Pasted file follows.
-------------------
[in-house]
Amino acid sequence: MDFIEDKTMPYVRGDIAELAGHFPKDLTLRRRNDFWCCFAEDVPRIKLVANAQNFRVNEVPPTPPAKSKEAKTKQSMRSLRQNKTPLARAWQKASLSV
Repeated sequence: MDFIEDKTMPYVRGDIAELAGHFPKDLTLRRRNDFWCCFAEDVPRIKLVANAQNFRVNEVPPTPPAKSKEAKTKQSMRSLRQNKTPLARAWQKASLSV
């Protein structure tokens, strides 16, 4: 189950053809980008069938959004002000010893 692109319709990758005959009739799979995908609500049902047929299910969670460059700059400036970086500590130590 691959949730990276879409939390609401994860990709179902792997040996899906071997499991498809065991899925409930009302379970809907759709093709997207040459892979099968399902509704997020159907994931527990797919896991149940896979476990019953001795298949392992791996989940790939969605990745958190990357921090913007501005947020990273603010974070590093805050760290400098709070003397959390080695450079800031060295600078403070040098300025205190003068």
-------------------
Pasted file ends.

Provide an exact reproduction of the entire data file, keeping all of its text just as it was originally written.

[in-house]
Amino acid sequence: MDFIEDKTMPYVRGDIAELAGHFPKDLTLRRRNDFWCCFAEDVPRIKLVANAQNFRVNEVPPTPPAKSKEAKTKQSMRSLRQNKTPLARAWQKASLSV
Repeated sequence: MDFIEDKTMPYVRGDIAELAGHFPKDLTLRRRNDFWCCFAEDVPRIKLVANAQNFRVNEVPPTPPAKSKEAKTKQSMRSLRQNKTPLARAWQKASLSV
């Protein structure tokens, strides 16, 4: 189950053809980008069938959004002000010893 692109319709990758005959009739799979995908609500049902047929299910969670460059700059400036970086500590130590 691959949730990276879409939390609401994860990709179902792997040996899906071997499991498809065991899925409930009302379970809907759709093709997207040459892979099968399902509704997020159907994931527990797919896991149940896979476990019953001795298949392992791996989940790939969605990745958190990357921090913007501005947020990273603010974070590093805050760290400098709070003397959390080695450079800031060295600078403070040098300025205190003068």